Doubling doctoring, which is also known as “doctor shopping,” occurs when Illinois patients purposely seek out multiple prescriptions of the same medication from different physicians. It can also happen when people deliberately search for doctors with a reputation for overprescribing drugs. Both of these activities are illegal and can result in serious consequences.
Why some people engage in double doctoring
People engage in double doctoring for a variety of reasons. For example, individuals with anxiety disorders may visit several doctors to receive treatment for phantom conditions or illnesses. Others might seek a second opinion for a genuine problem and end up with more than one prescription.
However, many people go doctor shopping to either feed an addiction or sell drugs for profit. These individuals typically attempt to obtain habit-forming medications such as opiate painkillers, anti-anxiety drugs, muscle relaxants or ADHD stimulants.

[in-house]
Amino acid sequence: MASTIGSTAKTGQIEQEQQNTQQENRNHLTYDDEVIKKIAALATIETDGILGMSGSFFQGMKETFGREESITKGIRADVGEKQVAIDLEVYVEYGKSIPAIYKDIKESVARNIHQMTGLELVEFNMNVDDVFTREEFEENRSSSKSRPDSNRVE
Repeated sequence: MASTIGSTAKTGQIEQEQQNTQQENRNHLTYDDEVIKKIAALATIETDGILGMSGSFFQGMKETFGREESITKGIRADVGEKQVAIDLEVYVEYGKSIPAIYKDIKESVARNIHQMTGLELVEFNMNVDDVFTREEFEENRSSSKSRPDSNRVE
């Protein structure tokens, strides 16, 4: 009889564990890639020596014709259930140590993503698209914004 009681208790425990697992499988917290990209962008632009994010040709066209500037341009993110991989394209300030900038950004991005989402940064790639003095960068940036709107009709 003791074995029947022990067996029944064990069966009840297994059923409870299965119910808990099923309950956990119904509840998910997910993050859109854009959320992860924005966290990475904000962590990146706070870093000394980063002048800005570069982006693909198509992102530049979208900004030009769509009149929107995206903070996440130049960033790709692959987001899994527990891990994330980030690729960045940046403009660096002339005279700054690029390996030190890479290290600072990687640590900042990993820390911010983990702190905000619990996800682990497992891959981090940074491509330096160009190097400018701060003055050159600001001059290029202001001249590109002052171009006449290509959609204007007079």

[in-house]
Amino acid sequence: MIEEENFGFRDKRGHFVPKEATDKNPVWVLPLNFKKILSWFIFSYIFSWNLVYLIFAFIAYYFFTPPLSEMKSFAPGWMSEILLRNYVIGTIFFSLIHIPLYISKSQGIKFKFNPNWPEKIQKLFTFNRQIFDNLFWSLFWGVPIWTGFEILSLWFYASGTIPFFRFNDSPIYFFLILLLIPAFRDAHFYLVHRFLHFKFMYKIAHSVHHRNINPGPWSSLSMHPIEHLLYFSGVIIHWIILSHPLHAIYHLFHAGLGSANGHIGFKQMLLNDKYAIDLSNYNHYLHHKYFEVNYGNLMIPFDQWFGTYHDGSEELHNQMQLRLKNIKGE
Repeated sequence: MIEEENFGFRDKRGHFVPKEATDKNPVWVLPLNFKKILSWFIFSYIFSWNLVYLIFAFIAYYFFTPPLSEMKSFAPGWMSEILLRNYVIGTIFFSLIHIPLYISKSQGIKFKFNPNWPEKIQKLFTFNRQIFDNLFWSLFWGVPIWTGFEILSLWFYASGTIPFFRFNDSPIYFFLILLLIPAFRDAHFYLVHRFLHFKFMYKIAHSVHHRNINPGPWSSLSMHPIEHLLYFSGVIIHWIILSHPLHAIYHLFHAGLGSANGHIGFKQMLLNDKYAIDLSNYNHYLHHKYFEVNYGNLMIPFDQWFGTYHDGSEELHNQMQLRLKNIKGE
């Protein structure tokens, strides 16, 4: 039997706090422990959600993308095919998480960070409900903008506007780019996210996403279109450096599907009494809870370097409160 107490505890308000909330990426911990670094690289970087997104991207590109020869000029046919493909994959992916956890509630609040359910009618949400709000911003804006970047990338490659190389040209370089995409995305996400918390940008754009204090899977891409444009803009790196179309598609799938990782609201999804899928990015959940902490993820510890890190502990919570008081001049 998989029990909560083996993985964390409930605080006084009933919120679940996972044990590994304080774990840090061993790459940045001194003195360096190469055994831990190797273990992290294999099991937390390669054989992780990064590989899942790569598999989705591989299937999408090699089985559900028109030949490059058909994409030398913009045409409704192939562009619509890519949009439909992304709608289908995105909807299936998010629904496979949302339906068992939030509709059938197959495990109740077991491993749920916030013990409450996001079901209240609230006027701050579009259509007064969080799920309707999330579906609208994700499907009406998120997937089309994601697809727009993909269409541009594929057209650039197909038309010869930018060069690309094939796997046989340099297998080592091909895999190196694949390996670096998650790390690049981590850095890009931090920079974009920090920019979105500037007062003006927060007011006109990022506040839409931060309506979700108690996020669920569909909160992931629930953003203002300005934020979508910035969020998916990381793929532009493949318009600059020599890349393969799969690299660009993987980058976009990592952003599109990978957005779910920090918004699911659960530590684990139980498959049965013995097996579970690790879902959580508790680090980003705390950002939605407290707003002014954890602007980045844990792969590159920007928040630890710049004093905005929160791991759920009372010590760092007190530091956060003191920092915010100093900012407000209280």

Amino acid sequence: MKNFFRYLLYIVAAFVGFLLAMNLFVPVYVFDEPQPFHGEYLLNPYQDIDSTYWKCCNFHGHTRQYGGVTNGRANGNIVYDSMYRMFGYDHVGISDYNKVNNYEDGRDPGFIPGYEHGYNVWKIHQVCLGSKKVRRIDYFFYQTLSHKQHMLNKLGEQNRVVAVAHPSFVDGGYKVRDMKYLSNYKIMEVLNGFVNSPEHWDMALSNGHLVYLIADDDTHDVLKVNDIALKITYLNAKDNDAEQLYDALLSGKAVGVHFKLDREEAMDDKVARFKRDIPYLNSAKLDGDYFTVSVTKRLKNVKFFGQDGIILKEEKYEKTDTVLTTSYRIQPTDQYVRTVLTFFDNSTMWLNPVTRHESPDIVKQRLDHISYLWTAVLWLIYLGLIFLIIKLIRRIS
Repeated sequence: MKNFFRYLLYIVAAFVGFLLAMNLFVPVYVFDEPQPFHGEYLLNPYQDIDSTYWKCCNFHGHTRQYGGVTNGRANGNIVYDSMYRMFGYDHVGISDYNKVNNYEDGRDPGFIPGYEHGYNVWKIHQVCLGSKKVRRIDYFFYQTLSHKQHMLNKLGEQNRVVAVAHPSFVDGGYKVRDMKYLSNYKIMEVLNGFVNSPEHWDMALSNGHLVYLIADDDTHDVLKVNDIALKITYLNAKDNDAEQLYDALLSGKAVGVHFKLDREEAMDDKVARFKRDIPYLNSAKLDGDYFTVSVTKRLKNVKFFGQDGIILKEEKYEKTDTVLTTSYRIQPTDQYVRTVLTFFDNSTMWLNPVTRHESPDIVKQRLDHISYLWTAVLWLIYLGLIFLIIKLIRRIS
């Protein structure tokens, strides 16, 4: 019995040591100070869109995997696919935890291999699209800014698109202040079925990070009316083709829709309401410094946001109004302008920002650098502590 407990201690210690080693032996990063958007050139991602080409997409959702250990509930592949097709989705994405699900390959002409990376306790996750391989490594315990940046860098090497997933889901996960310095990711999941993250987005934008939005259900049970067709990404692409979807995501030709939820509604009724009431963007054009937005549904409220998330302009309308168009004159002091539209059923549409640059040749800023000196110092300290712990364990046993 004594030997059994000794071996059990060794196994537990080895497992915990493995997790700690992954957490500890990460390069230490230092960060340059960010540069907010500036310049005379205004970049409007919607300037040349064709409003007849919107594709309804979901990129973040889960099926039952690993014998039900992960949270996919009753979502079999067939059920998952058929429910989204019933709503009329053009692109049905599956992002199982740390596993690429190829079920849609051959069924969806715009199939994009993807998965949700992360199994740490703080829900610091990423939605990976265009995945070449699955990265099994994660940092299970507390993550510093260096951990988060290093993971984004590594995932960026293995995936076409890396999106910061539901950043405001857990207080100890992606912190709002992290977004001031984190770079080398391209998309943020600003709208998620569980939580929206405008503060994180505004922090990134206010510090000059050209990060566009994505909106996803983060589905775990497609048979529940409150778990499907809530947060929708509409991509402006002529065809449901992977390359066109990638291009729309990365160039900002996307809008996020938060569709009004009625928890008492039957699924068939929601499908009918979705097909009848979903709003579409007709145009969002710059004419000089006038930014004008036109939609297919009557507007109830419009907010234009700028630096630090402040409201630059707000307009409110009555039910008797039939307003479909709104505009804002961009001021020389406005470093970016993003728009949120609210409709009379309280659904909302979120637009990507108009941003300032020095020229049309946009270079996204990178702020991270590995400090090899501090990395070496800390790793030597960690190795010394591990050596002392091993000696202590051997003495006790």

The consequences of double doctoring
There are a number of serious consequences associated with double doctoring. For instance, taking more medication than prescribed can increase the risk of an overdose or other adverse drug reactions. In addition, hoarding prescriptions burdens the healthcare system and creates drug shortages, making it difficult for honest patients to get the medications they need.
People who practice doctor shopping may also face legal headaches. In order to get multiple prescriptions, patients lie to their healthcare providers, which could lead to fraud charges. Meanwhile, people who sell their prescriptions to others could be vulnerable to state and federal drug charges. Individuals convicted of such crimes could be fined or sentenced to prison.
If you’re engaged in double doctoring to support an addiction, you could get help by entering a drug rehabilitation program.